• Tom Demers

    Wow really comprehensive list thanks Adam.

    One thing we tend to focus on is the relative weight of different quality signals for different link types – so particularly important signals in looking at guest posting opps (for us anyway) would be the way individual blog posts resolve re: PR and mR as well as archiving issues (same question here really) and whether similar individual posts are promoted by the linking site/have their own momentum. Whereas for something like promotion of a free tool or guide into resource links things like willingness to link out, use of no follow, and broken links are stronger factors (with broken links sometimes representing an ice-breaking opportunity in outreach efforts, depending on how actively the site’s maintained).

    Great post thanks for pulling this together.


  • Wiehan Britz

    Lovely article covering some decent points.

    I’m an SEO-noob so I’m trying to find my way around the digital realm and spotting new things to integrate into my own efforts. One thing I battle with is link building. It is easy if you’ve got a massive eCommerce site such as Zappos or whatever, but what about the smaller, less popular sites? That is where my question comes in: How do you tackle link building for a client selling warehouse storages for example? Local directories aint helping, social media is out of the question because no one wants to use it for warehouse storages info.

    Any ideas on that will be highly appreciated. Your site design looks great so by the way!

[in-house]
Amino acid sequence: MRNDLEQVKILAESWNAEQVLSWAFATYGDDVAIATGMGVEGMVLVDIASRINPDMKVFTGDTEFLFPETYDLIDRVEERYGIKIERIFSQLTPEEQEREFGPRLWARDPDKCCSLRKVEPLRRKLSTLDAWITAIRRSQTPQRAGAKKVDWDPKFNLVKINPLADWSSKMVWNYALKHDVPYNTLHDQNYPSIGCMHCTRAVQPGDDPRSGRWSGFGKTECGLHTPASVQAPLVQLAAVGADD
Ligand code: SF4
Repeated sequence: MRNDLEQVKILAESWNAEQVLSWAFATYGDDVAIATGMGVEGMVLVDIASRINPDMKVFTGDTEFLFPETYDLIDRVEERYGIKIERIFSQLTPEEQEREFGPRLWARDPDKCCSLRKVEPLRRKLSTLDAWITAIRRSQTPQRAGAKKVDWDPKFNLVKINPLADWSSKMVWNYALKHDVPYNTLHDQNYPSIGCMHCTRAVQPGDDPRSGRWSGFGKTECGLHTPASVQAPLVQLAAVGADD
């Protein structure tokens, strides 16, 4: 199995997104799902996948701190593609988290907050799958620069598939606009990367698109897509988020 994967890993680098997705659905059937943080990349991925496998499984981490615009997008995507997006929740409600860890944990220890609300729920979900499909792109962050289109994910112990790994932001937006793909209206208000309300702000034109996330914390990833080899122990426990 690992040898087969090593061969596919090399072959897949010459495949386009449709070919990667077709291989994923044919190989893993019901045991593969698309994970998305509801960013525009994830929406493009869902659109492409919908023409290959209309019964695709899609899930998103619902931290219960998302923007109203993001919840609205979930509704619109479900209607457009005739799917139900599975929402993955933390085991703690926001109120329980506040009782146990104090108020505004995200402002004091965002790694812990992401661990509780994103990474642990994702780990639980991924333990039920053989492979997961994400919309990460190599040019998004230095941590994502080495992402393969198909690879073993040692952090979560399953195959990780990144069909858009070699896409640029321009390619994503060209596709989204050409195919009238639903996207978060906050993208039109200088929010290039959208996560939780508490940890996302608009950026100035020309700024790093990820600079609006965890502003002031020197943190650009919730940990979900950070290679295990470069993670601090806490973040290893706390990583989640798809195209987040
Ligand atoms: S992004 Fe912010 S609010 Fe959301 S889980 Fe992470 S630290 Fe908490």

• Adam

    Tom – thanks for the comment. How promoted the linked post is might be underplayed in this post. I know one blogger that was mentioned in one link by another blogger months ago and still receives 100+ visits each day from that little link. How promoted and what happens to it after it leaves the homepage of that site can be make or break for the value.

  • Adam

    Wiehan – getting links is a whole separate post or book for that matter. Until you think of something great and test that it will work, I’d use open site explorer and Yahoo site explorer to see the type of backlinks your top competitors are getting. Try & get those. If you’re selling/renting warehouse storage, I’d find complementary businesses in the area that might have a resources section, maybe a local college with recommended local resources for students, or state/city directories that might be able to give you the custom anchor text you need.

  • Wiehan Britz

    Makes perfect sense. Luckily I’m a pro-member of SEOMoz so I will look at the open site explorer and other link building tools to see what the competition are doing. Thanx for the reply on my comment!

  • Gareth James

    Re: #4 – Its also worth noting that putting a link on an old stale page could leave a big footprint. Why would an old page suddenly get a new outbound link? I’ve seen Google’s algo easily discount links like this.

  • Matthew Diehl

    #19 is so money and people don’t even know it.

    Getting a link in a sharable piece of content is great, but getting a link in a sharable piece of content that is backed by a strong set of followers/friends/subscribers is exponentially greater because of the added weight that social has gained with the SEs.

    Great list Adam!

  • Adam Melson

    Gareth – not sure if you mean #4 about caching above, but still noted. If I’m going to put a link on an old page, I’d like to see some new content or new sentence around that new link too.

  • Adrian Drysdale

    Damn that’s a big list. Don’t think you can say yes to all 25. To me a great backlink is one that you didn’t create yourself. If it was natural it’s a win.

  • Kirk Stephens

    I started following you on twitter based on a recommendation by Will. I am glad I did!
    Excellent reading and such to the point material will keep me interrsted. Utterly fantastic!

  • Adam Melson